“I can’t wait for it to end,” Cole Hamels said after the a Game 3 loss to the Yankees in the World Series. “It’s been mentally draining. At year’s end, you just can’t wait for a fresh start.” Those comments obviously were certainly pretty shocking, and they certainly didn’t endear Mr. Hamels with his teammates. In fact, Brett Myers, never one to avoid a melee (he was reportedly seen physically abusing his wife a few years back in Boston though charges were eventually dropped), confronted Hamels before Game 5 when an altercation ensued after Myers was heard to say “What are you doing here? I thought you quit.”
I thought these guys played for the City of Brotherly Love?
(A subsequent report says that the confrontation was “fake” and that the two hurlers remain close friends)
As a result, Hamels has lots of explaining to do (I just had an I Love Lucy flashback). He tried to start the process with the following statement. “Sometimes I might not say the best things or the smartest things, but I’ve learned and am learning. I wasn’t able to sleep the past couple of nights because of it.” Neither was I Cole, but it wasn’t because I sounded like a buffoon, it was because of this new pillow I got that seems to be just a tad too poffy to allow me to really get into the groove to get my sleep on. But I digress.
I don’t know what’s been going on in Hamels head, but clearly his performance this season has suffered – substantially. After winning 29 games the past two seasons with and ERA of 3.22, Hamels struggled along in the regular season to a 10-11 mark with a 4.32 ERA. Even worse than those regular season struggles though has been his continued misadventures in these playoffs. Hamels is 1-2 with a 7.58 ERA through four starts this post-season, this after a playoff run last season that saw him take home the NLCS (2-0, 1.93 ERA, 1.14 WHIP) and World Series (1-0, 2.77 ERA, 1.00 WHIP) MVP awards.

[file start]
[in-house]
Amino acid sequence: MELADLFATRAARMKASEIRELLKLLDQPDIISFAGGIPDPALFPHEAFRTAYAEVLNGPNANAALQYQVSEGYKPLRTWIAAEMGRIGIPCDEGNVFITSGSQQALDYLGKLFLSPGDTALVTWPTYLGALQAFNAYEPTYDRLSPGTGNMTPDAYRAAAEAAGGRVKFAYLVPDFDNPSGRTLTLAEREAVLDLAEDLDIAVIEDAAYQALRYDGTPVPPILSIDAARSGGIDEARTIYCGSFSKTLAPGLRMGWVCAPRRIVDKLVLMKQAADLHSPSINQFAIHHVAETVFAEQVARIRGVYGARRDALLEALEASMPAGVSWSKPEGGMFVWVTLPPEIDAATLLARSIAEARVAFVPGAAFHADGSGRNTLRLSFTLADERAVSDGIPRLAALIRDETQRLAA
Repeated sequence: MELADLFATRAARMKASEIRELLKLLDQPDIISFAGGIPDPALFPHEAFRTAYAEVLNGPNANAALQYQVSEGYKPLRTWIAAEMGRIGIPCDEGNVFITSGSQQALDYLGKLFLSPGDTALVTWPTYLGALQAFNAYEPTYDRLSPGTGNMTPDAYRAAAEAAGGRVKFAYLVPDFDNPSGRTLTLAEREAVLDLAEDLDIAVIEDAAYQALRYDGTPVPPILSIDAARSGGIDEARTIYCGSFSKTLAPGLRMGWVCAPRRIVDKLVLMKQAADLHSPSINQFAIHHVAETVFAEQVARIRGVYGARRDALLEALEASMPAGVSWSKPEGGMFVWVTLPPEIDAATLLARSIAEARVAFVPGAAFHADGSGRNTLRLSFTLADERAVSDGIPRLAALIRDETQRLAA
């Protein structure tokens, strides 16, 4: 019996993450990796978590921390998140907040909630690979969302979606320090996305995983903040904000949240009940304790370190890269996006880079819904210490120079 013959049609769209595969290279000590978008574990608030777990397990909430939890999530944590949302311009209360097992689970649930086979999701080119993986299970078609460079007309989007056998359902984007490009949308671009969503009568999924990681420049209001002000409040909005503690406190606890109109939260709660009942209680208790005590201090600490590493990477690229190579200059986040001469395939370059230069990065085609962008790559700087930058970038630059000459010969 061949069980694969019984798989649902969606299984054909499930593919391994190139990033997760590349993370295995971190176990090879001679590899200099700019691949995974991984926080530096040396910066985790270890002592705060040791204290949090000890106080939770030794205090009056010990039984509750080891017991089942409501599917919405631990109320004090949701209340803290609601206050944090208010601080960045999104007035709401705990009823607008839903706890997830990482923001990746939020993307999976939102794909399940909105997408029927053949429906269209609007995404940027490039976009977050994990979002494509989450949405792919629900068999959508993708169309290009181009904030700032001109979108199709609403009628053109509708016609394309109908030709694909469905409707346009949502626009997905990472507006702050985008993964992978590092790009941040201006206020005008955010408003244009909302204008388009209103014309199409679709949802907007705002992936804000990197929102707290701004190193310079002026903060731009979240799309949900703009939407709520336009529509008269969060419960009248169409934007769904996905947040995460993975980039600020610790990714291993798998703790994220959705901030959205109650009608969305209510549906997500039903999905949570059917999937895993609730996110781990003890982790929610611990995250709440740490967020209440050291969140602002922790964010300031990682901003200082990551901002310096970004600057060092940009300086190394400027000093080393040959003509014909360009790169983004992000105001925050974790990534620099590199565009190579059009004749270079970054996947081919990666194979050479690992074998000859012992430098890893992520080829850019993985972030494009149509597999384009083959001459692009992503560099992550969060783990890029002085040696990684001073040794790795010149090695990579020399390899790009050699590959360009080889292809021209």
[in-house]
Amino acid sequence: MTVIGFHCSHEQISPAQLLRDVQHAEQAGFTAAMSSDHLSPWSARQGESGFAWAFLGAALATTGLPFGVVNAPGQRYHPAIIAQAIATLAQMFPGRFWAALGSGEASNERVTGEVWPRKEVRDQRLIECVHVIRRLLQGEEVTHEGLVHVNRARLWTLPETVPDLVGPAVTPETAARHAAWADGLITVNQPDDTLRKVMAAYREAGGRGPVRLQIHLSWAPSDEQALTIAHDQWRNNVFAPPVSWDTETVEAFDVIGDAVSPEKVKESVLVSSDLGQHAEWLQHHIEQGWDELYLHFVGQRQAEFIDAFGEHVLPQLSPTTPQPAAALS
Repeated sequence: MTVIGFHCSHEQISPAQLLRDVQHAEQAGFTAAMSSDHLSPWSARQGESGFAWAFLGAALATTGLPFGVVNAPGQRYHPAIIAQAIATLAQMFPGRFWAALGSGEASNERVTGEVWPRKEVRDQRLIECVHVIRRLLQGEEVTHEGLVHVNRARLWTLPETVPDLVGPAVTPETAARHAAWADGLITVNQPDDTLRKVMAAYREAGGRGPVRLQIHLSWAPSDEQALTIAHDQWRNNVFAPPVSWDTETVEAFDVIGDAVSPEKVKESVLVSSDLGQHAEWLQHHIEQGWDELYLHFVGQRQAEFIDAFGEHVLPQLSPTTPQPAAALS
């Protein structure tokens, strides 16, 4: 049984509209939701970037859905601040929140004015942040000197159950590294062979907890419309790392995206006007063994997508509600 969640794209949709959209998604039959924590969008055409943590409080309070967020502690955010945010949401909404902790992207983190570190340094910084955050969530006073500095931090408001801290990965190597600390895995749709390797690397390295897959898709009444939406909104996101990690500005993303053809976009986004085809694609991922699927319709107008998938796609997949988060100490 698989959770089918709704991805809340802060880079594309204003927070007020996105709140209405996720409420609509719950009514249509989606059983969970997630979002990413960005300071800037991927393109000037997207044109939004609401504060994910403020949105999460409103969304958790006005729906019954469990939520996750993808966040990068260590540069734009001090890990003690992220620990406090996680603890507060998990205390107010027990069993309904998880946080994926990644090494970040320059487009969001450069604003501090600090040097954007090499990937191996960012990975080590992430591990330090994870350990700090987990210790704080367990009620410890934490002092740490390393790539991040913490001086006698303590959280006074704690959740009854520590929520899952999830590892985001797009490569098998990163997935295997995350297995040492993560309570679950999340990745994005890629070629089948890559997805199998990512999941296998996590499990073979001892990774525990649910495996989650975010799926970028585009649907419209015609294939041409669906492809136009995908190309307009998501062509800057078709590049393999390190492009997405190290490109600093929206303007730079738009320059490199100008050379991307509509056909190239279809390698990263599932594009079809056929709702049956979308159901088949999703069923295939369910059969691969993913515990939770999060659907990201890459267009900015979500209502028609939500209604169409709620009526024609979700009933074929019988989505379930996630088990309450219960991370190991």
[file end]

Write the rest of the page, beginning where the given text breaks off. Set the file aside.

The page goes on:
Clearly Hamels hasn’t been at his best, and for a guy who has probably dominated nearly every batter he faced over the first 20 years of his life, one can imagine it has been rather difficult for him to find a way to deal with the struggles this year. Still, that’s no excuse for being an idiot when talking to the press. I’ve written it before, and here it is again; if you are a pro athlete never let your guard down, and do your best to give “yes” and “no” answers if at all possible. The more elucidation you offer, the more willing you are to simply “be real” with the press, the more likely you are to emerge looking like a moron. Keep your mouth shut and stick to doing what you do best – playing your sport.
WORLD SERIES NOTES
Chase Utley has tied Reggie Jackson’s record of five home runs in a single World Series.
A.J. Burnett’s failures in Game 2 (six earned runs in two innings), besides being his worst start as a Yankee, was also the first time that the Yankees’ starter hadn’t gone at least six innings in the playoffs. In five playoff appearances, Burnett is 1-1 with a 5.27 ERA and a 1.39 WHIP.
Ryan Howard has struck out 12 times in the Series to tie Willie Wilson’s mark from the 1980 Series.
Andy Pettitte will start Game 6 on short rest. In five previous post-season appearances on short rest Pettitte is 3-1 with a 2.88 ERA. Overall in his playoff career Pettitte has made 39 starts going 17-9 with a 3.88 ERA and a 1.33 WHIP over 243.1 innings.
Only six of the 43 teams that have been down three games to one in the Series have come back to win, the last being the 1985 KC Royals which I mentioned yesterday. The Phillies need two more wins to be the seventh.
By Ray Flowers